Off-board Comet: When separate web-servers handle normal connections and Comet connections.
On-board Comet: When the web-server that serves your normal content also handles your Comet connections.
What difference does it make?
More than you might think. While there are some fuzzy parts to these differences, it affects your architecture.
- Favors a more disconnected bus-like architecture
- Works well with a multi-language system
- Libraries can offer scaling more easily
- Easier to get started
- Easier management of state shared with normal content
- Development platform can be more unified
What libraries help me do on-board and off-board?
Cometd, Lightstreamer, Caplin Liberator and Orbited are examples of off-board systems. DWR and web-servers with built-in Comet like Jetty, Grizzy and Tomcat are examples of on-board systems, although web-server based options could be used in an off-board way too.
For our Comet talk at JavaOne we had a Twitter clone implemented with DWR. We were able to add Comet updates in 2 lines of configuration and under 50 lines of source code. To have done the same using Cometd would have taken much more effort. On the other hand if, like Facebook, we’d wanted to use Erlang to overcome threading problems, DWR would have been a non-starter.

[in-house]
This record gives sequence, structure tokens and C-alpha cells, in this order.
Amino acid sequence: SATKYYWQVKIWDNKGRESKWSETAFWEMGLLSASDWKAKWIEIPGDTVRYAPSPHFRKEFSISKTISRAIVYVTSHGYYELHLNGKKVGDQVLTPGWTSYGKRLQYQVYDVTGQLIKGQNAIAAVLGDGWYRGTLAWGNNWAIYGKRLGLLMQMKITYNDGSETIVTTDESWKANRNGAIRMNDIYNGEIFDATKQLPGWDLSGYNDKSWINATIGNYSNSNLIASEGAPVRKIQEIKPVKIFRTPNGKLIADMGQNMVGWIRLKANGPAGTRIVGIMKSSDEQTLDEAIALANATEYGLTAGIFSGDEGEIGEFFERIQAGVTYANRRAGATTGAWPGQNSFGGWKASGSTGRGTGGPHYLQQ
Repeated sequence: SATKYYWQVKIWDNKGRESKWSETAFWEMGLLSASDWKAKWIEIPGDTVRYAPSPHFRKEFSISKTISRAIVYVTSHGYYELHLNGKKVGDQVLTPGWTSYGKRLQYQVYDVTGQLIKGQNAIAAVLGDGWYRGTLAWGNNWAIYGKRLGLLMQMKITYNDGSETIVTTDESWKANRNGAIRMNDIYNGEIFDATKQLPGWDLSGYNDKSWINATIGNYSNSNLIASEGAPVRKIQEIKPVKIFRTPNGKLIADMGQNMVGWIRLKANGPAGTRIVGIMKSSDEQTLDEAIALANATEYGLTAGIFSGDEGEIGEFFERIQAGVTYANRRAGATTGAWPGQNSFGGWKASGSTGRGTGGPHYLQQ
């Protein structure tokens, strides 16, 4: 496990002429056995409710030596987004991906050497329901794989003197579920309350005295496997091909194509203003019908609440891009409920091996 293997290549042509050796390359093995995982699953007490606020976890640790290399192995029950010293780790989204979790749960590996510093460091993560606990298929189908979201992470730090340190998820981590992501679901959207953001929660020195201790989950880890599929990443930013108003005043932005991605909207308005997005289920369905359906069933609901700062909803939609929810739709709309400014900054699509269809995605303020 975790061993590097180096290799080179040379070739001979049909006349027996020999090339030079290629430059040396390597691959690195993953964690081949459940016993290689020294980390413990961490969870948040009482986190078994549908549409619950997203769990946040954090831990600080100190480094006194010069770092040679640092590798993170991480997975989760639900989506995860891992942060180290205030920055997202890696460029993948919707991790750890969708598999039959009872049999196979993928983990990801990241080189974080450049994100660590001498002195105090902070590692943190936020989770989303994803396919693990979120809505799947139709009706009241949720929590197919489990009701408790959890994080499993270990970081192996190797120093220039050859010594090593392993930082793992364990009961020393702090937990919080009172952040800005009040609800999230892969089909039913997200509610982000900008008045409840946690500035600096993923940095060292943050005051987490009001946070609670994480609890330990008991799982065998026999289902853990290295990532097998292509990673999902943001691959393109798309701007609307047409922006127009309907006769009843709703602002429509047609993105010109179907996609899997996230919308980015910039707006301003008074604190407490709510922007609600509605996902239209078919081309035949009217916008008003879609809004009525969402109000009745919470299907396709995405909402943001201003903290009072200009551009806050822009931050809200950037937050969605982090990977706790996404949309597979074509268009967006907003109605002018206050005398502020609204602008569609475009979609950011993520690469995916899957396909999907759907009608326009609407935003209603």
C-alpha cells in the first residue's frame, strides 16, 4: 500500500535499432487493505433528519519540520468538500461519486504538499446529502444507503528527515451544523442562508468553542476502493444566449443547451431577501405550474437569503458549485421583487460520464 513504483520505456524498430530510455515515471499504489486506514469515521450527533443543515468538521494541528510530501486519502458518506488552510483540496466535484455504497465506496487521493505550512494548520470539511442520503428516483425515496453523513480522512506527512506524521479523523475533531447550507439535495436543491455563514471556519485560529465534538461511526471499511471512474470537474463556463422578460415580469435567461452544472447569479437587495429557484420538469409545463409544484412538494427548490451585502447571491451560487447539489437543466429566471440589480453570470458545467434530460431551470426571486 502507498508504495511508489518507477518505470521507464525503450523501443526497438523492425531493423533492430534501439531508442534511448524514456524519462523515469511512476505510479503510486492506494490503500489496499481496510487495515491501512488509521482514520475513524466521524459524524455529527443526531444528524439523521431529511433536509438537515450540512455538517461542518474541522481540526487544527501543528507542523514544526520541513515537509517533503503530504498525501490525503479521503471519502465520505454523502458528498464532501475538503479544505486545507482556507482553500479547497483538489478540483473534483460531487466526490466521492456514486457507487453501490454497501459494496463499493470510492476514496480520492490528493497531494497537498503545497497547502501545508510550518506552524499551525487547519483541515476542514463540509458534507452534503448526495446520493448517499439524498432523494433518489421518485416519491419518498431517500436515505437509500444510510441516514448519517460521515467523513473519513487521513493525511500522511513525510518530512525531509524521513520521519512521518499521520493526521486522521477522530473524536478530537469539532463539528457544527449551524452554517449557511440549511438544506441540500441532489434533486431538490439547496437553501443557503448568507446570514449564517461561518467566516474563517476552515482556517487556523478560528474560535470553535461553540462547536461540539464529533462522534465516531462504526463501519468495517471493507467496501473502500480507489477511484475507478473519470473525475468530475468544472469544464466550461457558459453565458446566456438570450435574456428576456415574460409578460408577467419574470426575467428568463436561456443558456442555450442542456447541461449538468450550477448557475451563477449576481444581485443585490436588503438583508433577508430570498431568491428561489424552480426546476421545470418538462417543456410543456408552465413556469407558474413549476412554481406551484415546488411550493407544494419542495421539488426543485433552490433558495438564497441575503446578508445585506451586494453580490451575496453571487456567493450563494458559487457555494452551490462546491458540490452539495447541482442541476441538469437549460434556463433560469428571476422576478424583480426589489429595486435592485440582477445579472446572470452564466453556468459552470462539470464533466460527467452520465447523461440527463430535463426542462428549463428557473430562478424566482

How do I choose?
Some indicators that you need off-board Comet:
- You are looking for Facebook or Google levels of scalability.
- You are using PHP or another language that doesn’t play particularly well with Comet.
- You have a large existing system, and your use-case for Comet is fairly separate from your main business.
Some indicators that you might need on-board Comet:
- Your Comet needs are tightly integrated with your main business.
- You are looking to get started with some simple use-cases.
- You want Comet features without significant server changes.
If you would like some help or advice with Comet then it’s worth asking SitePen as we provide professional Comet support from investigating an architecture, to developing a solution.
The JavaOne talk
I’ve uploaded the slides that Alex Russell and I used at JavaOne to SlideShare.
You don’t get to see the demo on these slides, but if you want you can try it out yourself. BlabberOne is a Twitter clone which demonstrates (amongst other things) how easy it can be with on-board Comet to add asynchronous updates. The source code is available from DWR’s SVN repository.